Earlier this week, the January issue of British Vogue hit the stands, featuring gorgeous cover model Ashley Graham.
The outspoken plus-sized model has been featured in Harper’s Bazaar, Glamour, and Elle UK, and is pretty much a household name by this point. But for some reason, the team at Vogue found it very difficult to find designers to dress her.
In the issue’s editor’s letter, editor-in-chief Alexandra Shulman wrote that, while Coach sent the magazine the clothes for the shoot at the last minute, other places were not so accommodating. At all. Shulman writes:
[Coach was] enthusiastic about dressing a woman who is not a standard model, but sadly there were other houses that flatly refused to lend us their clothes. It seems strange to me that while the rest of the world is desperate for fashion to embrace broader definitions of physical beauty, some of our most famous fashion brands appear to be [traveling] in the opposite – and, in my opinion, unwise – direction.
It’s astonishing that Vogue, one of the most reliable and trusted fashion magazines, was rejected by multiple designers (if only Shulman had been petty and unprofessional enough to call them out by name) in what feels like an attempt to cling onto an elitist but increasingly obsolete vision of waifish, unrealistic beauty.
We also shouldn't forget that Vogue itself often falls short when it comes to its body politics. In general, almost every time a plus-sized woman is on the cover of a magazine, the photo focuses on their face instead of their whole body—something that virtually never happens for supposedly "conventional" models. Graham's British Vogue cover, while obviously gorgeous, follows this pattern. Still, it's good to see the magazine sticking its neck out in this way.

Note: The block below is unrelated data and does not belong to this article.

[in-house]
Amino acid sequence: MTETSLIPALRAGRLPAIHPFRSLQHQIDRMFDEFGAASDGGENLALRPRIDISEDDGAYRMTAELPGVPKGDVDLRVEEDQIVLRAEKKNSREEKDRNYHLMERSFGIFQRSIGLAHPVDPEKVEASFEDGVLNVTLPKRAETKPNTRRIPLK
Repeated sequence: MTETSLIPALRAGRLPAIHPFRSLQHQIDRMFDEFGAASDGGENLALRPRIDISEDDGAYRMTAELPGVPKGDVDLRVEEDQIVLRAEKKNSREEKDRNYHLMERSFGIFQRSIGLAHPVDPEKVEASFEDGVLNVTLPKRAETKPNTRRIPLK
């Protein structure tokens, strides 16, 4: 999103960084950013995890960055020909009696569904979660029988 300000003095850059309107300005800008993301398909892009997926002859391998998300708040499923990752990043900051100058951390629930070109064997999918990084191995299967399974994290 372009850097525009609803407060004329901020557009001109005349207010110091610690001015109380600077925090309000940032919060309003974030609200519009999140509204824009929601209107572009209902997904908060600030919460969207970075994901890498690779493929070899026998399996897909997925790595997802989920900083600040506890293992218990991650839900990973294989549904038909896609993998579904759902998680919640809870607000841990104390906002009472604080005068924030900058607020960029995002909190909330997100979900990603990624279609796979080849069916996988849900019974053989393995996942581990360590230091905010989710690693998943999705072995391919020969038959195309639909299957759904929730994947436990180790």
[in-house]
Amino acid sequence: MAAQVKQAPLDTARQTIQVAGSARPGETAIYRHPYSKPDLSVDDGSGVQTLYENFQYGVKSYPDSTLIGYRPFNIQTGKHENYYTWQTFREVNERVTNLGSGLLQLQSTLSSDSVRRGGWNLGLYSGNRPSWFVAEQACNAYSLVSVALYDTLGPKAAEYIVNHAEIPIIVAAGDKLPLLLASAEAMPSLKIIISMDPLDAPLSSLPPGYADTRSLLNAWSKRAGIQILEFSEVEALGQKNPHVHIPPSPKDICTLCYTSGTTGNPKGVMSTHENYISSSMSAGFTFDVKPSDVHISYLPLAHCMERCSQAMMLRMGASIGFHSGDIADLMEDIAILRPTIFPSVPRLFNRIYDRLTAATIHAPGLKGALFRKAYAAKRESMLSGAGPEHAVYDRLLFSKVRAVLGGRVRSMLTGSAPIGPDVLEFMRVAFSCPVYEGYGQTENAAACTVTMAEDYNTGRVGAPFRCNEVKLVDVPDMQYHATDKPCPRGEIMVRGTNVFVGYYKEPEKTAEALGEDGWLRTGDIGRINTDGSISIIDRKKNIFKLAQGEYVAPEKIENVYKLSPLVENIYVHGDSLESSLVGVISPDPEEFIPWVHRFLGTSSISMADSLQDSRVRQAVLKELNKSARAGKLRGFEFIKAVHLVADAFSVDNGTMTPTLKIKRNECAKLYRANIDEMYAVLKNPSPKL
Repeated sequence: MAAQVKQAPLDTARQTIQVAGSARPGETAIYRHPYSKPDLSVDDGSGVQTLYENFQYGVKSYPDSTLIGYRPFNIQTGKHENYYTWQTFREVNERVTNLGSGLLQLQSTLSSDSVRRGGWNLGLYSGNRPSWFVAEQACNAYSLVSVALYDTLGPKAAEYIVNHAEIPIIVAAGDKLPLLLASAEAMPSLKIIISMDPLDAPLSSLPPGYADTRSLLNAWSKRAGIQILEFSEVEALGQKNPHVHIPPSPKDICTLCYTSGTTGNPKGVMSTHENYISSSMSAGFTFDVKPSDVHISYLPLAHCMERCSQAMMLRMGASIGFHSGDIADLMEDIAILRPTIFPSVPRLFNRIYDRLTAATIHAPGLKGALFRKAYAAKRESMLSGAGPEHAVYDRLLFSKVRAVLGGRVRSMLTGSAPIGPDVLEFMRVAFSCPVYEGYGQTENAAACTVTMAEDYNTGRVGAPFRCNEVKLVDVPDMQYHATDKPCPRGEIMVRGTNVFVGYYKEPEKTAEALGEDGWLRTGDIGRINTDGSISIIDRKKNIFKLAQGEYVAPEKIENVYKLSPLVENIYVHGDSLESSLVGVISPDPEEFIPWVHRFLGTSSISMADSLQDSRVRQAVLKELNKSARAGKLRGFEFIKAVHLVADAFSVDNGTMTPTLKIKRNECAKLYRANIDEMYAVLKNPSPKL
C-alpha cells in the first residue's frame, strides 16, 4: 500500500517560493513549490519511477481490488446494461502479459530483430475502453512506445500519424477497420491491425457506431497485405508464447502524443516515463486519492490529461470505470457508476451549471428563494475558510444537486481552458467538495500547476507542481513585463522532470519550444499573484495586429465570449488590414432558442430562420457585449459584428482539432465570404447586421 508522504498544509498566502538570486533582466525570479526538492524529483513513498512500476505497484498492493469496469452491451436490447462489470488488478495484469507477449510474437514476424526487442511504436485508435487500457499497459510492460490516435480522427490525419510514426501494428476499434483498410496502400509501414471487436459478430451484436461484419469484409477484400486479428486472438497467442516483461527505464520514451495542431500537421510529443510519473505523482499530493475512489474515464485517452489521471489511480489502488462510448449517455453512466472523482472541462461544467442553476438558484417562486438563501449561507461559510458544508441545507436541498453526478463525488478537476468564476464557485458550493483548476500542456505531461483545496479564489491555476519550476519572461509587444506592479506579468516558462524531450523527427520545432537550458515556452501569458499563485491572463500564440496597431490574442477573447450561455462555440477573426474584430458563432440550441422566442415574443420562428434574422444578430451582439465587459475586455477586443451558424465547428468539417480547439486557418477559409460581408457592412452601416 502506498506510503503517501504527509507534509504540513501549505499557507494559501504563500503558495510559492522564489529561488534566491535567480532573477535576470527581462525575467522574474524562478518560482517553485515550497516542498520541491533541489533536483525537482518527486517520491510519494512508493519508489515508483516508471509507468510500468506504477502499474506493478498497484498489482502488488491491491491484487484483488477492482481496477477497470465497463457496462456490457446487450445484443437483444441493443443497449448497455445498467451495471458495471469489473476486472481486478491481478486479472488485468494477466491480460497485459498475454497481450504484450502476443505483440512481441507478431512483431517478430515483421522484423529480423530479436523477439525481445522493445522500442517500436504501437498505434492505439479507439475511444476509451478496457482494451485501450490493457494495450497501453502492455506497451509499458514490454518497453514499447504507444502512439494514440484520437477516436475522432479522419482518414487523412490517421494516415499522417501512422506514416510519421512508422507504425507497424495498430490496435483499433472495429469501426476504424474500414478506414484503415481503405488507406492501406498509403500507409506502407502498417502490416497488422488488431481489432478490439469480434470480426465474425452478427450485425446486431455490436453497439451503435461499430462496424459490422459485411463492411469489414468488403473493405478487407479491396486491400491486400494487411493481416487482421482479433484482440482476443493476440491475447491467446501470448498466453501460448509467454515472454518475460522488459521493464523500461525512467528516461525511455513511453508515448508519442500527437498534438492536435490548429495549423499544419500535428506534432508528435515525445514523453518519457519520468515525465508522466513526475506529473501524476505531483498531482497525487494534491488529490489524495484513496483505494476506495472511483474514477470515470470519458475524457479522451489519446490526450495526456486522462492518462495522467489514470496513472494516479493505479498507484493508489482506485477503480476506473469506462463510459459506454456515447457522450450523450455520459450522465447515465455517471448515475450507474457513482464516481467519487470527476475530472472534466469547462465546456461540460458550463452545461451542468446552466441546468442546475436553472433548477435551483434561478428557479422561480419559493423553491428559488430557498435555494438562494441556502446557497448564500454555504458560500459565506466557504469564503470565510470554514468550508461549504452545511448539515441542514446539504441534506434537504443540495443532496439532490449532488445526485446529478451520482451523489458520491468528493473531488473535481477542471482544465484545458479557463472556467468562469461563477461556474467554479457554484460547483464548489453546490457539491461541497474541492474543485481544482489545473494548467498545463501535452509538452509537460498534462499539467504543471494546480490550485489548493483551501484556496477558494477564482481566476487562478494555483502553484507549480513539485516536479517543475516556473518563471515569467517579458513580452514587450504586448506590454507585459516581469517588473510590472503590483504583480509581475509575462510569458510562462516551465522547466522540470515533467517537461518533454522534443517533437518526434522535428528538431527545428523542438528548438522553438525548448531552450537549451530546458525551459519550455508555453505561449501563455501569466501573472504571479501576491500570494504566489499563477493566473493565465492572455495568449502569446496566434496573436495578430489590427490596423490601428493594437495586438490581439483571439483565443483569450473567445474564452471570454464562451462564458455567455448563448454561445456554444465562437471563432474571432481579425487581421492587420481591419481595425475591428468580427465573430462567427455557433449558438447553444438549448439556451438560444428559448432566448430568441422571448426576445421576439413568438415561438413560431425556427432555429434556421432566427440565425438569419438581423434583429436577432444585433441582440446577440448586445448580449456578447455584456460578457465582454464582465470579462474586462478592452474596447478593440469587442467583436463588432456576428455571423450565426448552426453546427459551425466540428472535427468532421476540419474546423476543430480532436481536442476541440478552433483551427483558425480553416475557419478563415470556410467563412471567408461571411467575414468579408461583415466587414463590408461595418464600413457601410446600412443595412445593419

Just last month, Graham called for more high-end designers to extend their lines to fit plus-sized women. In an interview with Racked, she said, “Slowly but surely there are really big designers that are coming out of the woodwork and making clothes for curvy girls, Christian Siriano, Prabal Gurung. There are a few that are finally pairing up with the right people, but there are so many more that need to do what Michael Kors has done, Donna Karan, Calvin Klein, and make those extended sizes.” (Siriano designed a dress for Leslie Jones earlier this year, after she revealed that she couldn't find a designer that would dress her for the Ghostbusters premiere.)
While the thin rich people market will probably always be there, it feels like it’s only a matter of time before offering a wider range of sizes becomes a must for high-end designers. It seems stupid to try to resist that in the name of being skinny.